New York Herald|
1 August 1877
The first night of a new play by Mark Twain and Bret Harte was an event which naturally attracted a large audience to the Fifth Avenue Theatre. "Ah Sin" was heartily received and the laughter it evoked was sufficient to make the fortunes of two or three modern comedies. The scenery was new and pleasing, and altogether the play achieved a popular success and, we think, will have a long run.
A number of attempts have been made to create a distinctly American drama, but our dramatic literature still remains essentially English. Our native subjects are few. First we have had the Revolutionary drama, embodied in such plays as "The Spirit of '76," "Washington," &c.; then there is the Indian drama, of which Stone's "Metamora," written for Forrest, and now only acted by McCullough, is the principal representative. Recently there have been many efforts to depict American society on the stage, but few of them have been successful. In our opinion the only real American drama thus far has been founded upon negro life in the South. Slavery in a free country is essentially dramatic, and afforded the widest scope for emotional and characteristic expression. There was ample room for the broadest humor and the deepest pathos and for the contrast of the extremes of civilization and barbarism. This was illustrated by "Uncle Tom's Cabin," by Mr. Boucicault's "Octoroon," two plays which had their birth on American soil, and could belong to no other country. Now comes another attempt to make a distinctively American play, and the hero this time is not the revolutionary soldier, nor the Indian, nor the Yankee, nor the modern millionaire, nor the negro, but the heathen Chinee. This singular being is a recent importation, but has already become closely intermixed with American society, especially in the West, and has been made by the writings of both Bret Harte and Mark Twain, a familiar type. He must always be an eccentricity on the stage, because it is impossible to make him pathetic. The play last night seems to sustain this view of the dramatic possibilities of the Chinaman's nature.
Although "Ah Sin" will succeed as it is produced at the Fifth Avenue Theatre, it cannot be justly called a good play. The materials are all old, the character of the Heathen Chinee being excepted, and they are not well used. The plot turns upon the supposed murder of a mining speculator in California, the accusation of an innocent man, his trial by lynch law, the discovery of the real criminal, and the sudden appearance of the supposed victim at the end of the piece. With this pre-historic tale is associated an under plot almost as old. The first two acts are the strongest, and the first introduces an effective game of poker, which ends in the crime on which the mystery of the play is based. The second act has dramatic points, but the third is devoted almost altogether to talk, while in the fourth, a jury scene, none of the principal characters have anything important to do. The plot wanders, and the termination of the drama is an anti-climax that could not be surpassed. The Heathen Chinee is ingeniously connected with the plot in the beginning, but drops out of it in the middle, and only re-enters at the end. Still he is an actor in the story and one of the important characters. The literary merit of the play is small, and its tone is low. Much of the dialogue is exceedingly coarse, depending for its effect upon slang of the vulgarest kind. The conversation between Mrs. and Miss Plunkett in the third act was entirely without wit, and only fit to amuse the ignorant. The play is not a picture, but a caricature of Western life, and the trial scene in the fourth act is a burlesque on humanity.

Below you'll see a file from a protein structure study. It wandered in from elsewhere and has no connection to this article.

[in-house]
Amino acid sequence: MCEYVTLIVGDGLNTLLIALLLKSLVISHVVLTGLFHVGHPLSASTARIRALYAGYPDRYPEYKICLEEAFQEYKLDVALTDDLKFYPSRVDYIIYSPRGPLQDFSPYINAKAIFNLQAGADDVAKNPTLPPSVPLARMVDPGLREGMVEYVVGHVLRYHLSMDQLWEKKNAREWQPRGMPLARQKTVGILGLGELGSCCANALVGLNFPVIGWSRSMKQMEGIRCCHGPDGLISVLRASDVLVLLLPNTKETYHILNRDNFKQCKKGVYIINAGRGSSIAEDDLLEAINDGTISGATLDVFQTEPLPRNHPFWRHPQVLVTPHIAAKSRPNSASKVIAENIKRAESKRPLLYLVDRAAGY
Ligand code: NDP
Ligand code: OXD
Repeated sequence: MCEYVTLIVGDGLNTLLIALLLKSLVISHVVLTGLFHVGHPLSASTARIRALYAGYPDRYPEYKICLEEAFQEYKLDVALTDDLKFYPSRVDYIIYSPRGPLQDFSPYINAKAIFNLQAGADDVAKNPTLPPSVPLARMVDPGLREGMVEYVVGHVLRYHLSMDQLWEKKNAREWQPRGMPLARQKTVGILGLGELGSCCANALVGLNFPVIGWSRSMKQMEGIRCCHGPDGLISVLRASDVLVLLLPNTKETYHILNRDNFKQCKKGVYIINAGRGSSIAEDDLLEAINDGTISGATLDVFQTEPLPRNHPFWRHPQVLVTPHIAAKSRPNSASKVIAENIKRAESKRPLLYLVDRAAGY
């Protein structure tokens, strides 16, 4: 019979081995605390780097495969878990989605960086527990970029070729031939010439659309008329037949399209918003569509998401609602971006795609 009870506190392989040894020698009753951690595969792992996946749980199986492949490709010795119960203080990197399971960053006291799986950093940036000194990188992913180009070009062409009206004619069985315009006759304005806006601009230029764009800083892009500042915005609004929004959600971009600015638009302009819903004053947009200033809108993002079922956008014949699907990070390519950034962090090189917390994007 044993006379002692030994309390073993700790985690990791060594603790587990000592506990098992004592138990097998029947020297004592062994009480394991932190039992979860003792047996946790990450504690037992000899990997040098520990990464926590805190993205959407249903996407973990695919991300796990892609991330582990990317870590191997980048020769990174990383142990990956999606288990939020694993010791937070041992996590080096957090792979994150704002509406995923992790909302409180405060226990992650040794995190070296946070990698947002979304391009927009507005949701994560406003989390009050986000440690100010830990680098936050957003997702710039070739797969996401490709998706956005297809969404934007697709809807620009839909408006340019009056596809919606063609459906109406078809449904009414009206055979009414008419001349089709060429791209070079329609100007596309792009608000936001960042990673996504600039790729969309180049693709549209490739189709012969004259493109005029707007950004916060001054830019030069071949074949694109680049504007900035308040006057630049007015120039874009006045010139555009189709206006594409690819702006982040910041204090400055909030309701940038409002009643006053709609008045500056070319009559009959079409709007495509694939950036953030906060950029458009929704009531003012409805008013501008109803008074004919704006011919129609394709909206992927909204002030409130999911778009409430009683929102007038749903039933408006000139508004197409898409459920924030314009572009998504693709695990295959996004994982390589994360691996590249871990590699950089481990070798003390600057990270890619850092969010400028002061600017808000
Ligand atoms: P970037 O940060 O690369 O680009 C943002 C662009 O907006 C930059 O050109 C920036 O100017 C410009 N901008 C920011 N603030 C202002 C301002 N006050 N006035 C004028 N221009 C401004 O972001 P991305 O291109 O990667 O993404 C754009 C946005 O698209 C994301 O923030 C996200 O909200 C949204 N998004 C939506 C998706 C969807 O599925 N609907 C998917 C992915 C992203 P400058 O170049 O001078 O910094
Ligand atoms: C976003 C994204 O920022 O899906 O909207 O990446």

The two elements which will make "Ah Sin" successful are the character of the Chinee and the admirable manner in which it is performed by Mr. Parsloe. He is the life of the play. He has the merit of being always funny and never vulgar, and his imitation of the Chinaman is natural and free from extravagance or buffoonery. Mr. Collier, Mr. Anderson, Mr. Weaver, Mr. Crisp, Mrs. Gilbert, Miss Mary Wells, Miss Goldthwaite and Miss Bland sustained the other leading characters with ability.